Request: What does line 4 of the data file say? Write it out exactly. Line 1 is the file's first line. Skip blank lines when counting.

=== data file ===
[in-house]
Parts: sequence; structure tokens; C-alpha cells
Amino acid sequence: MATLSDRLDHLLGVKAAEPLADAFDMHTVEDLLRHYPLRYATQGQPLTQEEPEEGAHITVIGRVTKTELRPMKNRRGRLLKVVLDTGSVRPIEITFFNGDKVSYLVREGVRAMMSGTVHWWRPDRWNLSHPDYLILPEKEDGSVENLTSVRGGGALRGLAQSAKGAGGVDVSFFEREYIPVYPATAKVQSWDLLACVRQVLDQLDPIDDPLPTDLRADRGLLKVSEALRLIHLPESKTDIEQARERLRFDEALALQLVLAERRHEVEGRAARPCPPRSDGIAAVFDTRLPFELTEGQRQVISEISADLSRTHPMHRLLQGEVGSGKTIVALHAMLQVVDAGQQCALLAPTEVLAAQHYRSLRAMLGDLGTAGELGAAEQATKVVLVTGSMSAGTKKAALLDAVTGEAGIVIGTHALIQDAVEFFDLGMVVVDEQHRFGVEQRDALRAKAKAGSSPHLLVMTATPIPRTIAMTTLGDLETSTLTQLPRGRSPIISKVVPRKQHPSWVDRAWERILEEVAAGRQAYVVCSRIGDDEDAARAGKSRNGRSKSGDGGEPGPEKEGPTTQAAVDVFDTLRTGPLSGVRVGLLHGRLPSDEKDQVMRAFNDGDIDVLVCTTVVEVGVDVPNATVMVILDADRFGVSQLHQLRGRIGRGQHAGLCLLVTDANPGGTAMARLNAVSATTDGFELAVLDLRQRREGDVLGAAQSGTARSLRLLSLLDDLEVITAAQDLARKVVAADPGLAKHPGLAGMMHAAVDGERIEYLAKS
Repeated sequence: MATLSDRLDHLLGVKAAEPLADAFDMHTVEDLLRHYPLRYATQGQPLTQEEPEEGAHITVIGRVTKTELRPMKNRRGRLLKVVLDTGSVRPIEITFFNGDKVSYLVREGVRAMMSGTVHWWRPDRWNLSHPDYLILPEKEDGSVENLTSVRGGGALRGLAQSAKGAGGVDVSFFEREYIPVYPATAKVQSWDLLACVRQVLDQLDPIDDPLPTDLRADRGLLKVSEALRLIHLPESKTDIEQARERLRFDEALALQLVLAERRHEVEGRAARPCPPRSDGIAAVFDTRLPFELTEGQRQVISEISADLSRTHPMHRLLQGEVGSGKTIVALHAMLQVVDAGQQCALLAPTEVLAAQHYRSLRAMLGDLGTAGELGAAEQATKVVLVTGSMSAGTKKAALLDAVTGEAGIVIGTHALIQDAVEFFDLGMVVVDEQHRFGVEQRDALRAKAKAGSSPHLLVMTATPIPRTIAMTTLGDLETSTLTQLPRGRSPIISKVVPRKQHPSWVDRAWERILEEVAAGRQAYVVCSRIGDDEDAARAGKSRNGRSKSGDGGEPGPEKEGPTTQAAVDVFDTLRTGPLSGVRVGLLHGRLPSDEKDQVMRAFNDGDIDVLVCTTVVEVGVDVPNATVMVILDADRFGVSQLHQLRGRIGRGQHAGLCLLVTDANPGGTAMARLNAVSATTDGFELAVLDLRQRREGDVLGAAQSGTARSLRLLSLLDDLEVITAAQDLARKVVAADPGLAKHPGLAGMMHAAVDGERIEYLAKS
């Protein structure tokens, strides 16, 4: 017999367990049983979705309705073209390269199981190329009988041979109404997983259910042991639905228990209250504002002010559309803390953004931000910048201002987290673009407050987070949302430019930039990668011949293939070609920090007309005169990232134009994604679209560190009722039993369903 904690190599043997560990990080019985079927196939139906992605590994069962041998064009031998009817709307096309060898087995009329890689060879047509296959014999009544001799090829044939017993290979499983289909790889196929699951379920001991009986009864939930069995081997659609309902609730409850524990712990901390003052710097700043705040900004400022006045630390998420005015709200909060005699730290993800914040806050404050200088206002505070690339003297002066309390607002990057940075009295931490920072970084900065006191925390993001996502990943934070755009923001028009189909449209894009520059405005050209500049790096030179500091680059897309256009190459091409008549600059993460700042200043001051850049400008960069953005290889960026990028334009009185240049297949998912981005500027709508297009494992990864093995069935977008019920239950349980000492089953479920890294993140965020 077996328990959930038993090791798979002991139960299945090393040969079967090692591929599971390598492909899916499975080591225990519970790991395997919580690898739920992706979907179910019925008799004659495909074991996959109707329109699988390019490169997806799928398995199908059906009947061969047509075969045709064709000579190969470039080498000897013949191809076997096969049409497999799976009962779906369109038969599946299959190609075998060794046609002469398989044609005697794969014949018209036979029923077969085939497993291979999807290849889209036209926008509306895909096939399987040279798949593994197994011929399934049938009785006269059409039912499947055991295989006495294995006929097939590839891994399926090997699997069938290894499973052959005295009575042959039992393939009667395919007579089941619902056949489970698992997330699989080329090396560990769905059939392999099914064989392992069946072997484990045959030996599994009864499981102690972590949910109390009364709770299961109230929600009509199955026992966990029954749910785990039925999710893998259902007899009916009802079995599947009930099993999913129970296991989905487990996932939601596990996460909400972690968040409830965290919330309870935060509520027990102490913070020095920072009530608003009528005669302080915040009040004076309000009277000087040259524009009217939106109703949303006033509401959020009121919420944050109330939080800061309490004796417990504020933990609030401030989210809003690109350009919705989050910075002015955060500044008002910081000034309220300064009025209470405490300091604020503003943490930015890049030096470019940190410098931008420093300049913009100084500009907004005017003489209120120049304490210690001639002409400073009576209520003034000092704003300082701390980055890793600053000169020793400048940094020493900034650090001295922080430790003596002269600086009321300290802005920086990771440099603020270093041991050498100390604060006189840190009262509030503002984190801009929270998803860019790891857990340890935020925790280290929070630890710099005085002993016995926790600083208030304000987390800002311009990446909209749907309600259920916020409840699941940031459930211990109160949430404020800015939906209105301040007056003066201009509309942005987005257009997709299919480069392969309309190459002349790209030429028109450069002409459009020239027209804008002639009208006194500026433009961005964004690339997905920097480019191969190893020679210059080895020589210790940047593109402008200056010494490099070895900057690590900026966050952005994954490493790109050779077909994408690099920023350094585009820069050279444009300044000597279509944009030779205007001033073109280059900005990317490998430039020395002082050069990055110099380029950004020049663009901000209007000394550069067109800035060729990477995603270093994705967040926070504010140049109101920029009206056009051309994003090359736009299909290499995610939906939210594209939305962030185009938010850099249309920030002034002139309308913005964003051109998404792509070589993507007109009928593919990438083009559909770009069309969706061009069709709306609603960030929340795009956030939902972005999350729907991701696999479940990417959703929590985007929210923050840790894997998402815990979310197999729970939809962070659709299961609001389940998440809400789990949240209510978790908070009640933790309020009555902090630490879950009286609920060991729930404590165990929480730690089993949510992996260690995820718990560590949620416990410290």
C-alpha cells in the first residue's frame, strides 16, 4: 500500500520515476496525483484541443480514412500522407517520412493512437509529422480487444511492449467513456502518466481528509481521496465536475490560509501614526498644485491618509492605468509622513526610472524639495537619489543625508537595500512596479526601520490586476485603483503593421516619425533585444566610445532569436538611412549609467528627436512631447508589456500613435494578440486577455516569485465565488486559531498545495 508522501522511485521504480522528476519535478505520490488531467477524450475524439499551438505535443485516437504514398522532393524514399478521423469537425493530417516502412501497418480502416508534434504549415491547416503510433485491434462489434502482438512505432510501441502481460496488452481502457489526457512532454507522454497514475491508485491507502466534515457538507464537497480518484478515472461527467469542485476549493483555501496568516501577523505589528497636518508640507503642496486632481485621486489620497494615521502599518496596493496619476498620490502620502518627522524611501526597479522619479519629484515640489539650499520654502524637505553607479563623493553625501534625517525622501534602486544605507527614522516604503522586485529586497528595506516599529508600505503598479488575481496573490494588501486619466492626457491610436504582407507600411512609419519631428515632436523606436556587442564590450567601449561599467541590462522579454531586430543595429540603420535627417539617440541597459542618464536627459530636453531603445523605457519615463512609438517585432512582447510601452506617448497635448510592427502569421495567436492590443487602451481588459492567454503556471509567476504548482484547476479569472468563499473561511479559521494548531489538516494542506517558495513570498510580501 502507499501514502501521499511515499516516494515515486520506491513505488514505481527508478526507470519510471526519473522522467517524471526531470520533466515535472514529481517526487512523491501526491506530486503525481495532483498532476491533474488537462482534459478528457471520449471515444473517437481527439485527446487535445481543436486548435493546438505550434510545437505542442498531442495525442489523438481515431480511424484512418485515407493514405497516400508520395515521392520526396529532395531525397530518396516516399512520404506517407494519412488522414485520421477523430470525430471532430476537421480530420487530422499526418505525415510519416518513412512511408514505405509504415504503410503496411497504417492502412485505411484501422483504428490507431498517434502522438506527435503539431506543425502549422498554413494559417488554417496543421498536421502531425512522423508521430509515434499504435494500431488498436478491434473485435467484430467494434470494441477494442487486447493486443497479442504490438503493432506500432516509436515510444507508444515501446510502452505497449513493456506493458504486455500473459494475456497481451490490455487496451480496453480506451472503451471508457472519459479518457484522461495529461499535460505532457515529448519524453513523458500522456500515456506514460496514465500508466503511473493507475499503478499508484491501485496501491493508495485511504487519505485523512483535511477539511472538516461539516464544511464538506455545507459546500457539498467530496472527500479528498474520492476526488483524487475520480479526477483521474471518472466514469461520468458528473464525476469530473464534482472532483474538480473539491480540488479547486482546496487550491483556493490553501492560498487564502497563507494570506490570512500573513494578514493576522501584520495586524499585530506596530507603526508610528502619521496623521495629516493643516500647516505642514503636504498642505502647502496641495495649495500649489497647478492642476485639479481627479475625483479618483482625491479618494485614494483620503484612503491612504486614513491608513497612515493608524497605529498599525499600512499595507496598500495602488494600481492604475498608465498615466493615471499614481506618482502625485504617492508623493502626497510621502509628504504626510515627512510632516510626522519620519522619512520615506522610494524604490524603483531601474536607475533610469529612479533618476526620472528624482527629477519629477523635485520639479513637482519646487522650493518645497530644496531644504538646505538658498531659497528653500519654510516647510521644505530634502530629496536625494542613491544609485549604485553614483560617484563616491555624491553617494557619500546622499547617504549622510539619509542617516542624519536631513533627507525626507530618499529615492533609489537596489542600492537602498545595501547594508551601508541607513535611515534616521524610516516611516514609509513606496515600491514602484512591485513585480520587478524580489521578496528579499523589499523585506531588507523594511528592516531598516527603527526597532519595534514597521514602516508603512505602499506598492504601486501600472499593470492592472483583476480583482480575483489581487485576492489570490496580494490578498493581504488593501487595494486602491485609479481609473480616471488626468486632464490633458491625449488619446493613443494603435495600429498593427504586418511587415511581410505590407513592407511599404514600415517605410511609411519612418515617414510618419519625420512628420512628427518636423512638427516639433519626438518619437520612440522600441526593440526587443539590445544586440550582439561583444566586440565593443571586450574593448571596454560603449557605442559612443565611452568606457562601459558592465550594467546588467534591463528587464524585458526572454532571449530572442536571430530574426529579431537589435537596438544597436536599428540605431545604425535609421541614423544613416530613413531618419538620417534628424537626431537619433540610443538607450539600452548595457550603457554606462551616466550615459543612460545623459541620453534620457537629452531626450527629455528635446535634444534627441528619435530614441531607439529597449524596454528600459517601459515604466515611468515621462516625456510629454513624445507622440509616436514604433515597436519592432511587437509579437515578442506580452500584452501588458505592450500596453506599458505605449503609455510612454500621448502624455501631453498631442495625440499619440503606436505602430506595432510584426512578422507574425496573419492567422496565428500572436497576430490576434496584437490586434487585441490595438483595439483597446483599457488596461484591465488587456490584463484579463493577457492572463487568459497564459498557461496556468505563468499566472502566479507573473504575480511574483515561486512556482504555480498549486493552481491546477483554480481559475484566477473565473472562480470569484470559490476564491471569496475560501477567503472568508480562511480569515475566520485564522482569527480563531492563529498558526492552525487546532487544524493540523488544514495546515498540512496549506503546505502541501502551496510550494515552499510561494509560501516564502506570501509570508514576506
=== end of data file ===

Repeated sequence: MATLSDRLDHLLGVKAAEPLADAFDMHTVEDLLRHYPLRYATQGQPLTQEEPEEGAHITVIGRVTKTELRPMKNRRGRLLKVVLDTGSVRPIEITFFNGDKVSYLVREGVRAMMSGTVHWWRPDRWNLSHPDYLILPEKEDGSVENLTSVRGGGALRGLAQSAKGAGGVDVSFFEREYIPVYPATAKVQSWDLLACVRQVLDQLDPIDDPLPTDLRADRGLLKVSEALRLIHLPESKTDIEQARERLRFDEALALQLVLAERRHEVEGRAARPCPPRSDGIAAVFDTRLPFELTEGQRQVISEISADLSRTHPMHRLLQGEVGSGKTIVALHAMLQVVDAGQQCALLAPTEVLAAQHYRSLRAMLGDLGTAGELGAAEQATKVVLVTGSMSAGTKKAALLDAVTGEAGIVIGTHALIQDAVEFFDLGMVVVDEQHRFGVEQRDALRAKAKAGSSPHLLVMTATPIPRTIAMTTLGDLETSTLTQLPRGRSPIISKVVPRKQHPSWVDRAWERILEEVAAGRQAYVVCSRIGDDEDAARAGKSRNGRSKSGDGGEPGPEKEGPTTQAAVDVFDTLRTGPLSGVRVGLLHGRLPSDEKDQVMRAFNDGDIDVLVCTTVVEVGVDVPNATVMVILDADRFGVSQLHQLRGRIGRGQHAGLCLLVTDANPGGTAMARLNAVSATTDGFELAVLDLRQRREGDVLGAAQSGTARSLRLLSLLDDLEVITAAQDLARKVVAADPGLAKHPGLAGMMHAAVDGERIEYLAKS